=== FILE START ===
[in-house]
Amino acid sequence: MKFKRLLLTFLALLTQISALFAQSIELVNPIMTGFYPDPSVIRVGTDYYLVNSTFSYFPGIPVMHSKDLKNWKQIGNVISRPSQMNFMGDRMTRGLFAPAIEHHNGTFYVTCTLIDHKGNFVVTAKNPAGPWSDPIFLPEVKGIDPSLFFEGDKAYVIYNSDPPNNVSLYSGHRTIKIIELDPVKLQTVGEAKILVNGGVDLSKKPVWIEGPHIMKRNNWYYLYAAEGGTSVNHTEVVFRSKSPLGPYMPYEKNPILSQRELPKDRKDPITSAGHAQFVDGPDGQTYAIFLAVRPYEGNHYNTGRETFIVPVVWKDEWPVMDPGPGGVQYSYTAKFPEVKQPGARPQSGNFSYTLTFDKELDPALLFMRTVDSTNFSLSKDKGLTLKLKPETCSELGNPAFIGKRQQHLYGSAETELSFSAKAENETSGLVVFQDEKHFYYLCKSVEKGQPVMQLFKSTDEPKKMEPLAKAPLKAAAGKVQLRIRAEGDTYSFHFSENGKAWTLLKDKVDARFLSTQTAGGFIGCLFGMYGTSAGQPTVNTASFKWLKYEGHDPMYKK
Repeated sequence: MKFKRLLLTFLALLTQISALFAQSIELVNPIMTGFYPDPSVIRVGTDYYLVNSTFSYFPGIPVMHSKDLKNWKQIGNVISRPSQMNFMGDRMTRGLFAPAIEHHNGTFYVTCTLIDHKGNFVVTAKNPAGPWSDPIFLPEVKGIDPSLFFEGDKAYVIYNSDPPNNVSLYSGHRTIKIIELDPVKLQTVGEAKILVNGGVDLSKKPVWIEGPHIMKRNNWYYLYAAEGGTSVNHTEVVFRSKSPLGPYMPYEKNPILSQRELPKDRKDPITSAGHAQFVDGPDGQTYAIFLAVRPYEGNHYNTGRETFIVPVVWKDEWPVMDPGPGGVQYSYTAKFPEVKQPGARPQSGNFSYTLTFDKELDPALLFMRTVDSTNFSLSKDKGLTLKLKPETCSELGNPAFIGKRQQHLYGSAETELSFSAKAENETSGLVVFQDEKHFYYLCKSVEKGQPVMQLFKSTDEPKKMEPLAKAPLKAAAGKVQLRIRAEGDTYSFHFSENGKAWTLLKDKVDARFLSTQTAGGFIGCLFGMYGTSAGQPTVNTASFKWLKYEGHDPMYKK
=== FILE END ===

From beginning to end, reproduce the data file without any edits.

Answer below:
[in-house]
Amino acid sequence: MKFKRLLLTFLALLTQISALFAQSIELVNPIMTGFYPDPSVIRVGTDYYLVNSTFSYFPGIPVMHSKDLKNWKQIGNVISRPSQMNFMGDRMTRGLFAPAIEHHNGTFYVTCTLIDHKGNFVVTAKNPAGPWSDPIFLPEVKGIDPSLFFEGDKAYVIYNSDPPNNVSLYSGHRTIKIIELDPVKLQTVGEAKILVNGGVDLSKKPVWIEGPHIMKRNNWYYLYAAEGGTSVNHTEVVFRSKSPLGPYMPYEKNPILSQRELPKDRKDPITSAGHAQFVDGPDGQTYAIFLAVRPYEGNHYNTGRETFIVPVVWKDEWPVMDPGPGGVQYSYTAKFPEVKQPGARPQSGNFSYTLTFDKELDPALLFMRTVDSTNFSLSKDKGLTLKLKPETCSELGNPAFIGKRQQHLYGSAETELSFSAKAENETSGLVVFQDEKHFYYLCKSVEKGQPVMQLFKSTDEPKKMEPLAKAPLKAAAGKVQLRIRAEGDTYSFHFSENGKAWTLLKDKVDARFLSTQTAGGFIGCLFGMYGTSAGQPTVNTASFKWLKYEGHDPMYKK
Repeated sequence: MKFKRLLLTFLALLTQISALFAQSIELVNPIMTGFYPDPSVIRVGTDYYLVNSTFSYFPGIPVMHSKDLKNWKQIGNVISRPSQMNFMGDRMTRGLFAPAIEHHNGTFYVTCTLIDHKGNFVVTAKNPAGPWSDPIFLPEVKGIDPSLFFEGDKAYVIYNSDPPNNVSLYSGHRTIKIIELDPVKLQTVGEAKILVNGGVDLSKKPVWIEGPHIMKRNNWYYLYAAEGGTSVNHTEVVFRSKSPLGPYMPYEKNPILSQRELPKDRKDPITSAGHAQFVDGPDGQTYAIFLAVRPYEGNHYNTGRETFIVPVVWKDEWPVMDPGPGGVQYSYTAKFPEVKQPGARPQSGNFSYTLTFDKELDPALLFMRTVDSTNFSLSKDKGLTLKLKPETCSELGNPAFIGKRQQHLYGSAETELSFSAKAENETSGLVVFQDEKHFYYLCKSVEKGQPVMQLFKSTDEPKKMEPLAKAPLKAAAGKVQLRIRAEGDTYSFHFSENGKAWTLLKDKVDARFLSTQTAGGFIGCLFGMYGTSAGQPTVNTASFKWLKYEGHDPMYKK